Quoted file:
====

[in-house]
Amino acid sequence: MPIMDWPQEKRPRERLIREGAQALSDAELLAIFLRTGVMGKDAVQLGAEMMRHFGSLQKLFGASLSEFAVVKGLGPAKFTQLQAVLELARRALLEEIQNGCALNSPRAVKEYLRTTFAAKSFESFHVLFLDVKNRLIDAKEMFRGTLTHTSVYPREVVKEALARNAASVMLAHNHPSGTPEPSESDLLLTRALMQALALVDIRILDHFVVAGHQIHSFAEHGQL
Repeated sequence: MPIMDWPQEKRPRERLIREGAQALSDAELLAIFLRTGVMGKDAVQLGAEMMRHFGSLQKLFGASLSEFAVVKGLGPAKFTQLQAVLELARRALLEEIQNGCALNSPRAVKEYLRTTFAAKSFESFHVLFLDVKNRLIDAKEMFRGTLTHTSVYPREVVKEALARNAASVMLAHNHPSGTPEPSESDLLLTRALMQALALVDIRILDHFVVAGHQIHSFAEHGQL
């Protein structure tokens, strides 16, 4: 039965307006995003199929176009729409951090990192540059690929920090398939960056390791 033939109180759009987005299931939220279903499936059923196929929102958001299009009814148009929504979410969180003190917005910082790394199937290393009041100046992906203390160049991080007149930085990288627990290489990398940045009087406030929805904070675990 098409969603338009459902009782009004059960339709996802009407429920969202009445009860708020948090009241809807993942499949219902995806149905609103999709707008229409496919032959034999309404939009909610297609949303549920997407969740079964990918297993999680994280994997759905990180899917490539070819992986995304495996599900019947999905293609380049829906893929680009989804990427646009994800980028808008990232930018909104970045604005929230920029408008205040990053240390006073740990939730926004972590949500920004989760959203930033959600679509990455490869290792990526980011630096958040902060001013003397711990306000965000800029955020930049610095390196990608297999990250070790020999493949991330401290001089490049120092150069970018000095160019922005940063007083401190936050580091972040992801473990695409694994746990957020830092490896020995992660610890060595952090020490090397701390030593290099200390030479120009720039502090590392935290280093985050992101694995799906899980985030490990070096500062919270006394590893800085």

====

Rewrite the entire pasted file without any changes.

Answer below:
[in-house]
Amino acid sequence: MPIMDWPQEKRPRERLIREGAQALSDAELLAIFLRTGVMGKDAVQLGAEMMRHFGSLQKLFGASLSEFAVVKGLGPAKFTQLQAVLELARRALLEEIQNGCALNSPRAVKEYLRTTFAAKSFESFHVLFLDVKNRLIDAKEMFRGTLTHTSVYPREVVKEALARNAASVMLAHNHPSGTPEPSESDLLLTRALMQALALVDIRILDHFVVAGHQIHSFAEHGQL
Repeated sequence: MPIMDWPQEKRPRERLIREGAQALSDAELLAIFLRTGVMGKDAVQLGAEMMRHFGSLQKLFGASLSEFAVVKGLGPAKFTQLQAVLELARRALLEEIQNGCALNSPRAVKEYLRTTFAAKSFESFHVLFLDVKNRLIDAKEMFRGTLTHTSVYPREVVKEALARNAASVMLAHNHPSGTPEPSESDLLLTRALMQALALVDIRILDHFVVAGHQIHSFAEHGQL
């Protein structure tokens, strides 16, 4: 039965307006995003199929176009729409951090990192540059690929920090398939960056390791 033939109180759009987005299931939220279903499936059923196929929102958001299009009814148009929504979410969180003190917005910082790394199937290393009041100046992906203390160049991080007149930085990288627990290489990398940045009087406030929805904070675990 098409969603338009459902009782009004059960339709996802009407429920969202009445009860708020948090009241809807993942499949219902995806149905609103999709707008229409496919032959034999309404939009909610297609949303549920997407969740079964990918297993999680994280994997759905990180899917490539070819992986995304495996599900019947999905293609380049829906893929680009989804990427646009994800980028808008990232930018909104970045604005929230920029408008205040990053240390006073740990939730926004972590949500920004989760959203930033959600679509990455490869290792990526980011630096958040902060001013003397711990306000965000800029955020930049610095390196990608297999990250070790020999493949991330401290001089490049120092150069970018000095160019922005940063007083401190936050580091972040992801473990695409694994746990957020830092490896020995992660610890060595952090020490090397701390030593290099200390030479120009720039502090590392935290280093985050992101694995799906899980985030490990070096500062919270006394590893800085």